Step 2 - REFLECT: Page 3

Thursday
Jul012010

What Are My Own Influences?

This page covers:

  • How to factor your school experience into your school vision
  • Questions to guide your decision making process

What can I learn from my own school experiences?  This is a formal invitation to visit and recognize your own biases.  We all have them – whether it be a preference for a schoolyard with a tire swing just like your first school, or a distaste for classrooms with lime green walls like the room ruled by your witch of a fourth grade teacher.  We all carry mixtures of success and frustration from our school years. The key is recognizing what you can apply from your past to benefit your child, and what you should leave out of the equation.

Start by taking a clear look at how you and your child are similar, and how you’re different.  Think especially on what engaged you as a child and whether those kinds of activities engage your child as well. 

Another way to get a handle on how you may be projecting your own experience in the school decision is to reflect on how you sum up your school years:

"School was just fine.”

Often we hear people say that their school experience was “just fine,” suggesting that following suit on a “just fine” experience would be acceptable.  We don’t argue with that.  But consider turning that expectation up a notch.  What if your child could be truly engaged and impassioned at school?  How would that experience early in life have made a difference for you?

"I loved school."

Lucky you!  You have the enviable position of mining your past for what worked.  What made you like school so much and be so engaged?  And are these things that would similarly inspire your child?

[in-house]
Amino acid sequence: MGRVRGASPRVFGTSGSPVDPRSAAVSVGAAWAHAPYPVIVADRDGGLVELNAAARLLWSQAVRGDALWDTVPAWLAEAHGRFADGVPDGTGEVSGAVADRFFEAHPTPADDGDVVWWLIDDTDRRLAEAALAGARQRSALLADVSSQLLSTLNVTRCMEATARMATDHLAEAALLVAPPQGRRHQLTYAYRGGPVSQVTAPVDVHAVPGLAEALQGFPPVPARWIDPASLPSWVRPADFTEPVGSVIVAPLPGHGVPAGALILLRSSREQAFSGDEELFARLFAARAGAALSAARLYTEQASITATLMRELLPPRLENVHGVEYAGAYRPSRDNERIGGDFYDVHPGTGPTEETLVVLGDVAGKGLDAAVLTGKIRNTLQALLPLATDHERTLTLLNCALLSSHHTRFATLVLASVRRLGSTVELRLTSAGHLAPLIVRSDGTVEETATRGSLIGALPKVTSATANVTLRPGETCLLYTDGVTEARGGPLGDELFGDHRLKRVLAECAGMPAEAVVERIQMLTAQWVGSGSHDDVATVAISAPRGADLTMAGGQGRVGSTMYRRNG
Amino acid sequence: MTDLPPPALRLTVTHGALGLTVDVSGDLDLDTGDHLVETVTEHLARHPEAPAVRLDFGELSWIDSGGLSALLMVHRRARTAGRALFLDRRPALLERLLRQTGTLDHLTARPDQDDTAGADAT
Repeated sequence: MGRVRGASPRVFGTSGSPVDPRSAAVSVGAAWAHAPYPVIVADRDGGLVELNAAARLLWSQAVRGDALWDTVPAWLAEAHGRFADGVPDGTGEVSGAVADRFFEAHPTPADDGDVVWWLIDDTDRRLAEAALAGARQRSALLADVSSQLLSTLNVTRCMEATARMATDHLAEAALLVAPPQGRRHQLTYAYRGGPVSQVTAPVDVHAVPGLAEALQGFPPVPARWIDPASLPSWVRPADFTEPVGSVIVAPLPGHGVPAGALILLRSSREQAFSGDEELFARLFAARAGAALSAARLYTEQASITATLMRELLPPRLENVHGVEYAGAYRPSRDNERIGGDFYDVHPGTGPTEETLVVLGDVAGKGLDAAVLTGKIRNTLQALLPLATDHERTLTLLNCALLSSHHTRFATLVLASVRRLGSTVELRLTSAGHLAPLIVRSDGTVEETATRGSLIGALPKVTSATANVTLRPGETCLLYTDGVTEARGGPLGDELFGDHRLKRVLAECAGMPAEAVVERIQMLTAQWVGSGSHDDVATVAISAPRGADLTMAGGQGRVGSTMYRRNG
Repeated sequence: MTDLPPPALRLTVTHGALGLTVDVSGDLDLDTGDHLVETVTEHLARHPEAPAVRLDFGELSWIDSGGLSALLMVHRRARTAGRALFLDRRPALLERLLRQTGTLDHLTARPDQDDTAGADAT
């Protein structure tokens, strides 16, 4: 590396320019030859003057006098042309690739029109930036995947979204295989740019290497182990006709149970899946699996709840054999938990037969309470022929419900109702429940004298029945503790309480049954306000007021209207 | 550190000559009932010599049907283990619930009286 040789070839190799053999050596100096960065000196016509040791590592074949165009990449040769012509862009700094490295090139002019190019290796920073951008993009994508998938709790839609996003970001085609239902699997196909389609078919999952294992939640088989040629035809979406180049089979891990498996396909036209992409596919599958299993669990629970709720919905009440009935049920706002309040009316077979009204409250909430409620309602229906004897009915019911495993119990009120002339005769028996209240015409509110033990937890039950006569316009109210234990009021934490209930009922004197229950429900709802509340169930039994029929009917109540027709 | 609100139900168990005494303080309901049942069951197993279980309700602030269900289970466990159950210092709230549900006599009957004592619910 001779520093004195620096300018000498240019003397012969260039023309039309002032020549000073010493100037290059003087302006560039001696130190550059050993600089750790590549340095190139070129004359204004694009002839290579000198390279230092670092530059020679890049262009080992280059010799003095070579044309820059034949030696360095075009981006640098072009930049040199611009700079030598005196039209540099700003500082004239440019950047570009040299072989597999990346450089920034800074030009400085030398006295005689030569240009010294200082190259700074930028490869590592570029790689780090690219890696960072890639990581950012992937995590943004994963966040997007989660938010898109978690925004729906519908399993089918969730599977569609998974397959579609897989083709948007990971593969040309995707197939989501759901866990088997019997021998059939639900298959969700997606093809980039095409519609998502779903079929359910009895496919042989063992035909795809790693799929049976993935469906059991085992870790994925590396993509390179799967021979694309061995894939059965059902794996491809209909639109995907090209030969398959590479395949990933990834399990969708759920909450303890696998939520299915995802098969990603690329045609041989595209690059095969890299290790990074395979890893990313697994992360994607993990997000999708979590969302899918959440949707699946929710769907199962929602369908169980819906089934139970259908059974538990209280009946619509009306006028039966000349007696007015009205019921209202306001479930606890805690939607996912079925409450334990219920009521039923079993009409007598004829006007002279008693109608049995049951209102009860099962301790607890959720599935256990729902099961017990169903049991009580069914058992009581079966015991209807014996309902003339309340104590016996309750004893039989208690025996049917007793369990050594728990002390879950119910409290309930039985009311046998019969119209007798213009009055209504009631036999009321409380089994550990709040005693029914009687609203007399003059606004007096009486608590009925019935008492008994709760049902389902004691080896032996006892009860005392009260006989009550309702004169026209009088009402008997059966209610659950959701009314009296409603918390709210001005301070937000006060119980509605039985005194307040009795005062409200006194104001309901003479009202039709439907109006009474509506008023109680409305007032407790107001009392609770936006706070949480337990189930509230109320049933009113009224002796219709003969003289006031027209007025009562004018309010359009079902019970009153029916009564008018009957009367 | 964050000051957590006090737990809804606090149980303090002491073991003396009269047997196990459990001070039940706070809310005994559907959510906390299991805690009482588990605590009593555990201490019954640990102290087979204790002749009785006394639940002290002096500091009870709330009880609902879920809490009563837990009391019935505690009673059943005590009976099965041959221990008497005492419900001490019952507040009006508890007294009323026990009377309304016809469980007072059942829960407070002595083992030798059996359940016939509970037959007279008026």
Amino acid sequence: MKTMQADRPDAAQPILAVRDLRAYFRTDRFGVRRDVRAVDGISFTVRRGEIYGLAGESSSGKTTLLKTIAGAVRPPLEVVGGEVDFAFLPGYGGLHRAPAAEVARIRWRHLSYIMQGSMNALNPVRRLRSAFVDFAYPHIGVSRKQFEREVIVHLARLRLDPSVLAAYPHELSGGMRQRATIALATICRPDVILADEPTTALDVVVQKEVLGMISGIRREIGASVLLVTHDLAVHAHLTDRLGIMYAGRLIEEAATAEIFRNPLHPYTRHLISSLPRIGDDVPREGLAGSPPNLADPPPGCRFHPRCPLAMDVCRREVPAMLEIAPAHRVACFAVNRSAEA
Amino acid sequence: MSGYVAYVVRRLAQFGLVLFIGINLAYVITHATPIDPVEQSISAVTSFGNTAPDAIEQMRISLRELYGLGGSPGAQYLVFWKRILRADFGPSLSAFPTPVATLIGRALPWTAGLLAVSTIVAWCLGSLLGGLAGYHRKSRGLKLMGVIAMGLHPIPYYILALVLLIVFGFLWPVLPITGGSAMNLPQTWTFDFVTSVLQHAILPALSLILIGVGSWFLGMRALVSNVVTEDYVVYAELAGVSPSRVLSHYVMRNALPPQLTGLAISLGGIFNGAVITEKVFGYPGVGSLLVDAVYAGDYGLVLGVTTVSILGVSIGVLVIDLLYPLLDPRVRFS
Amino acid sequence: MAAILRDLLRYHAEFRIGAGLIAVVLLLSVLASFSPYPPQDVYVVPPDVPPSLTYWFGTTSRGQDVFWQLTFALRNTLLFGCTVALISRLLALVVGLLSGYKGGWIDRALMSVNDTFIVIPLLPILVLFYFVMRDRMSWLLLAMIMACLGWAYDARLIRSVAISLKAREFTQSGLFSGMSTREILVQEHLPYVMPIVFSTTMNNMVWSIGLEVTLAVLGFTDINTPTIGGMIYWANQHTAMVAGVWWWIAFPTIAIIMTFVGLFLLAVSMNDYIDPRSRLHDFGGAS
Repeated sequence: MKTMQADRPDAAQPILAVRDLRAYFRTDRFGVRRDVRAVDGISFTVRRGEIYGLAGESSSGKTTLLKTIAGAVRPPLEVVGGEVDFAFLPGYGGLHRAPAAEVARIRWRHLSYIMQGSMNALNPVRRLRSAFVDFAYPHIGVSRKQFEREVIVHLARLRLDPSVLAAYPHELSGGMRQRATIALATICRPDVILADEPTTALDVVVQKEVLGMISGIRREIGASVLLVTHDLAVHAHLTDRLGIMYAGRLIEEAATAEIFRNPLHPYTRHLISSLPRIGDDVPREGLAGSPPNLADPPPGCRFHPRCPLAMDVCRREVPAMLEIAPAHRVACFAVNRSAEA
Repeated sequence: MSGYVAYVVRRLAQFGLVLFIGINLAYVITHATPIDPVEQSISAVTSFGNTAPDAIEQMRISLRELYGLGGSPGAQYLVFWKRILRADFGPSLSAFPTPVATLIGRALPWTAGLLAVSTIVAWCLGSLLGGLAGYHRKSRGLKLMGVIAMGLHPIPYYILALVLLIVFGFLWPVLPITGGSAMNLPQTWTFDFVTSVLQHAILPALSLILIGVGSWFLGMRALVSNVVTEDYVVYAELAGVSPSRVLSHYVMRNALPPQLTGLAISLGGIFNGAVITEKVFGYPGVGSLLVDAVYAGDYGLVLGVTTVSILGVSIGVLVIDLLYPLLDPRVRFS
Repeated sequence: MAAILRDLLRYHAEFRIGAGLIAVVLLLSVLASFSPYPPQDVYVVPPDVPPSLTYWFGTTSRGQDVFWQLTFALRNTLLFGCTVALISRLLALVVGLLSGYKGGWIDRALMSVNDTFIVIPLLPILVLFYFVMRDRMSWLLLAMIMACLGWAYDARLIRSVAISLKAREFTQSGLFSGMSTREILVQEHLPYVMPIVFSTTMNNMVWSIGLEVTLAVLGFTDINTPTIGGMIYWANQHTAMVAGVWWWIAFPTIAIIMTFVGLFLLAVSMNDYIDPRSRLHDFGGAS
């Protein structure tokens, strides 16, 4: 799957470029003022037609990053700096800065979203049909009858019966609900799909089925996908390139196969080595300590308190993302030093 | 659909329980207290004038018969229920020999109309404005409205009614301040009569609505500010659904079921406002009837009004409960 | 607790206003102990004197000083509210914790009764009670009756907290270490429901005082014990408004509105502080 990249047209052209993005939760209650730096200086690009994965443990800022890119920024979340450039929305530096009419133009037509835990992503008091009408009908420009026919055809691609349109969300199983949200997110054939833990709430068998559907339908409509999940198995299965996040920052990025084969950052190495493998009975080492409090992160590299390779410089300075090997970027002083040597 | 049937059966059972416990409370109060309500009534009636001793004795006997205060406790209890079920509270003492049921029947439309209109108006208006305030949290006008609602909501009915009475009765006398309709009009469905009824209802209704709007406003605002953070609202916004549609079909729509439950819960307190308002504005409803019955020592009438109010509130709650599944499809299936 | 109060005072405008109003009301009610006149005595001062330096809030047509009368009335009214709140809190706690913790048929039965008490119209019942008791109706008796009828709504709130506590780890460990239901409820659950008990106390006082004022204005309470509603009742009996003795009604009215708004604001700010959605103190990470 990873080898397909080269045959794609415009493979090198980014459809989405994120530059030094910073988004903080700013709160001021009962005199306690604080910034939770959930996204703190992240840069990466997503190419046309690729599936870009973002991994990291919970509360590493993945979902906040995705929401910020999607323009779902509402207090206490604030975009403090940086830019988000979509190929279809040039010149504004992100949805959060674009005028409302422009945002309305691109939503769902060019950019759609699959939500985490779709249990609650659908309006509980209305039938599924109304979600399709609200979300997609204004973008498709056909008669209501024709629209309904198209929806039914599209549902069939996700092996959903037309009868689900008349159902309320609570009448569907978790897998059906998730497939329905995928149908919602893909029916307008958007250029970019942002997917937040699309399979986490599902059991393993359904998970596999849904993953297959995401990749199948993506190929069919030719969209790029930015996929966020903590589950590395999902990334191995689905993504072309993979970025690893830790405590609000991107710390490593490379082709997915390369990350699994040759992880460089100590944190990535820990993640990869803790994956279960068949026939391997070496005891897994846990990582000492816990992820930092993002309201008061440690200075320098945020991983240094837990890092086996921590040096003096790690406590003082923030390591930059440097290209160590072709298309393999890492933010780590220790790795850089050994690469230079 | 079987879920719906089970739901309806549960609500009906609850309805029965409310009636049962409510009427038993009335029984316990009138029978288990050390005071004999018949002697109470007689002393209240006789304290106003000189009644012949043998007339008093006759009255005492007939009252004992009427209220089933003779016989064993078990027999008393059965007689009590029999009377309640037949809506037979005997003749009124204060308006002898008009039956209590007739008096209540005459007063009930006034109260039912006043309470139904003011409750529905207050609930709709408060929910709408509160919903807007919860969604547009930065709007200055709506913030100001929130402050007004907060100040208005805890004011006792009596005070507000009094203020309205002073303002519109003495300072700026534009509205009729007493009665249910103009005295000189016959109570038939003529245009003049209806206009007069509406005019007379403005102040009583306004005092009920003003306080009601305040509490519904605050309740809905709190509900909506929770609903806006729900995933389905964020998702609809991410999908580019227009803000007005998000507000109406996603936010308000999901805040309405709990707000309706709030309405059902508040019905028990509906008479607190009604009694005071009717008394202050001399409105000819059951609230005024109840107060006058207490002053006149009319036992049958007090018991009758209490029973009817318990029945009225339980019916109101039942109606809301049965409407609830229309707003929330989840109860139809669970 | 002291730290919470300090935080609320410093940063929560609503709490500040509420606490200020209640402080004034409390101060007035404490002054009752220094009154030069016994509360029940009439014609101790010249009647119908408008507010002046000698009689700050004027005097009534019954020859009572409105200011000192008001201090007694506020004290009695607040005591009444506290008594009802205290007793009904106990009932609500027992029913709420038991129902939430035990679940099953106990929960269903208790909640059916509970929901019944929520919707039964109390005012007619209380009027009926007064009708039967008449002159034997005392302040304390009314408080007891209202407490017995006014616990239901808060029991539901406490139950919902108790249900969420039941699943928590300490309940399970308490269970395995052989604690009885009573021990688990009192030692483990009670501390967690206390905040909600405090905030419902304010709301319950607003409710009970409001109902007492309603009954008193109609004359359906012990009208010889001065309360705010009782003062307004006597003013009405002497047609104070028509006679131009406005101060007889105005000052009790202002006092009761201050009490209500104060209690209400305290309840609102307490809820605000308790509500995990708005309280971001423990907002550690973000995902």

"I hated school."

Bummer.  So you probably have a laundry list of what you want to correct for your child.  But try to home in on the top three things that you really don’t want repeated this time around, assuming they would be similarly hazardous to your child’s enthusiasm for school. 

Your childhood school years, no matter how good or bad, give you the wisdom to shape your child’s education.  Even if you don’t find the perfect school (no school is!) you’ll still be able to influence his or her relationship to learning.  Let your answers to these questions guide your decisions:

  • What did you love about your school experiences as a child?
  • What 3-5 things about your childhood do you definitely want your child to have too?
  • If you could magically go back and alter some of the decisions that your parents made about your schooling, what would they be?
  • What was the year(s) that you remember being most engaged and excited about learning?  What combination of things made that year(s) so rich for you?
  • How could different schooling choices have made a difference for you?

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